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Posted 20 Mar 2002

OStringStream, or how to stop worrying and never use sprintf again

, 20 Mar 2002
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A typesafe alternative to sprintf from the std library

Introduction

There are two main reasons why people use CString over std:string.  The first is that a CString converts easily between a BSTR and a char *.  The way to overcome this is to #include<comdef>, and cast your

std::string.c_str()
to a _bstr_t.  The second problem requires a little more explanation...

CString
has a very handy method called Format.  This method works the same way as sprintf, which is hardly surprising as internally it takes an educated guess as to the new buffer size and then calls _vstprintf.  The problem with using sprintf yourself or relying on functions that do so is twofold.  First of all, you need to make memory allocations beyond what you need in order to minimise the possibility of a buffer over-run, a possibility you can do nothing to get rid of entirely.  Secondly, because you need to provide variables, and formatting information separately, there is no type safety, and a real cause for error.

None of this is completely life threatening, and plenty of commercial apps I am sure use sprintf with no problem.  However, it just isn't best practice.  The highly under-rated iostream library provides a much better option, in the form of ostringstream.  This class provides a buffered stream, and returns us a std::string containing the information we have streamed to it.  Because it is an iostream, we can pass any type into it so long as a stream handler exists for it.  I'm not going to cover writing your own in this article, but it is really is very easy to do, and then you can stream any types you may create.

So the basic idea is that we create an ostringstream and then pass information into it, like this:

ostringstream strstrm;
strstrm << "This is how I pass in text, but I can pass in numbers as easily - " 
        << 42 << endl;

We can then access the underlying string using the str() method, which we can chain to the strings c_str() method to get a const char * if desired.  The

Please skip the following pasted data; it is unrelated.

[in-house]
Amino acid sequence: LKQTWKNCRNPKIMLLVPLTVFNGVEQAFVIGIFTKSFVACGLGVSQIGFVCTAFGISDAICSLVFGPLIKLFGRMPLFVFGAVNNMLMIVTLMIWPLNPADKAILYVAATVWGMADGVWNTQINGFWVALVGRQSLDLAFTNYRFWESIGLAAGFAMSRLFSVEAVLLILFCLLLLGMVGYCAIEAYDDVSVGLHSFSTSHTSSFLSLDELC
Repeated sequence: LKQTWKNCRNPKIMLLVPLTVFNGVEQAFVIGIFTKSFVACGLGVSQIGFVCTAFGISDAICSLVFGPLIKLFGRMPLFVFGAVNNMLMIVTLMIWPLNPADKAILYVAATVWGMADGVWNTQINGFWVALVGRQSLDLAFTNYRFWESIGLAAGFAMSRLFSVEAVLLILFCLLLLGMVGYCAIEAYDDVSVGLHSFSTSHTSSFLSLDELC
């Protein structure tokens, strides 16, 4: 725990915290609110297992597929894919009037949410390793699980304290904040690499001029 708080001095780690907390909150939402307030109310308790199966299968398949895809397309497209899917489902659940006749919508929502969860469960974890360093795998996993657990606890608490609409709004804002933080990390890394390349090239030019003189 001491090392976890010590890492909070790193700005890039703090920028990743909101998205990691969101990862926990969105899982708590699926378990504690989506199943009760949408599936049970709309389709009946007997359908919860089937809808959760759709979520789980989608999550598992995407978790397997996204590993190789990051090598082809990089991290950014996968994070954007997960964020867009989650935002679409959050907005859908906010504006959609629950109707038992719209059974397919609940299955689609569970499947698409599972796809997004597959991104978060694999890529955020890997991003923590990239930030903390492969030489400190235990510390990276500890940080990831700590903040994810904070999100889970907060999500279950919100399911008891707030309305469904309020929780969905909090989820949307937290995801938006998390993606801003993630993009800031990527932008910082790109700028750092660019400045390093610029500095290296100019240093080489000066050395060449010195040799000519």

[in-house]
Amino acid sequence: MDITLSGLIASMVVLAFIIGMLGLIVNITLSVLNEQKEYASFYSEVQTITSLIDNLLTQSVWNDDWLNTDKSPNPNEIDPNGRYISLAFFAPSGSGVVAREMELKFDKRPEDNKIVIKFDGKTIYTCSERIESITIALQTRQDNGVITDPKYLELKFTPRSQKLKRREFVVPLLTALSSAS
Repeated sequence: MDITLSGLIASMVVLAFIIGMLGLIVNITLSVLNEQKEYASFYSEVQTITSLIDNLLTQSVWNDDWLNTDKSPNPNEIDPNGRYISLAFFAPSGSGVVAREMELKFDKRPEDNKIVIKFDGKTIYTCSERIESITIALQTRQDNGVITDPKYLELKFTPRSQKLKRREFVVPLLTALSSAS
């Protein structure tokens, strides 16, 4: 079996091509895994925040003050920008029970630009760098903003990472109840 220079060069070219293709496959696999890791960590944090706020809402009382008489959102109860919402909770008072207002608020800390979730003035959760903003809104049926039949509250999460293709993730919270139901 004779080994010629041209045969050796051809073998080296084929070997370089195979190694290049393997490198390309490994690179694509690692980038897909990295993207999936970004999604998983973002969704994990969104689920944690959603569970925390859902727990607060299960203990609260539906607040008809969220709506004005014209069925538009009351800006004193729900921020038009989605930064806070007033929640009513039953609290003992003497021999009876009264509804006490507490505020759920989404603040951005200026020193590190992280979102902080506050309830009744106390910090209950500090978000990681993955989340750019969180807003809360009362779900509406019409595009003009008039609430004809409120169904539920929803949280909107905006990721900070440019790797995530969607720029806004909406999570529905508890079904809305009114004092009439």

endl
is an example of a stream modifier - it added a newline character and flushes the stream.

cout << strstrm.str();

The str method can also be passed a new value for the buffer, so we can clear it like this:

strstrm.str("");

Now we've got the basics under our belt, lets see what we can do to implement sprintf type behaviour.  Obviously we can pass in numbers, but what if we want to format them ? Well, as the following code shows, we can do a lot more than sprintf does.  We can easily switch between hex, oct and decimal, we can get bools to be printed as words ( a note, BOOL is NOT a bool, it is a

typedef
for an int.  iostreams will always regard BOOL to be an int, this is your fault for using BOOL, which Microsoft created for C programming, as C does not have a bool type ), we can format floating point numbers as scientific notation, etc.  Note that when we use fixed point we get 6 decimal places, if we just stream a float, we get six significant figures overall.  That is, if you add another significant figure to the left of the decimal point in the example, you'll lose a figure to the right.

Here is the code for the example, followed by it's output.

string str;
ostringstream strstrm;
strstrm << boolalpha << true << " is a bool value" << noboolalpha 
        << ", so is " << false; cout << strstrm.str() << endl;
strstrm.str("");

strstrm << "100 decimal = " << dec << 100 << ", octal = " << 100 
        << ", hex = " << hex << 100 << endl;
cout << strstrm.str();
strstrm.str("");

float f = 199.9273f;
strstrm << "A float: " << f << ", scientific notation " << f 
        << " " << scientific << f << " fixed notation " << fixed 
        << f << endl;
cout << strstrm.str();
strstrm.str("");

strstrm << "Formatted to two decimal places " << setprecision(2) 
<< f << ", formatted to %2.5f " << setprecision(5) << 
leftprec(f, 2) << endl; cout << strstrm.str();
 
true is a bool value, so is 0
100 decimal = 100, octal = 144, hex = 64
A float: 199.927, scientific notation 199.927 1.999273e+002 fixed notation 199.927307
Formatted to two decimal places 199.93, formatted to %2.5f 99.92731

Now, there is one little trick in here.  The modifiers boolalpha/noboolalpha turn alpha booleans off and on.    dec/octal/hex changes the number base (setbase(8/10/16) does the same), scientific/fixed change the way floats are shown (uppercase/nouppercase allows you to set the case of the E in scientific notation, and showpos/noshowpos allows you to force a + sign for positive numbers ), and setprecision allows you to set the precision to the right of the decimal point.  However, no method is provided to set the precision to the left of the decimal point.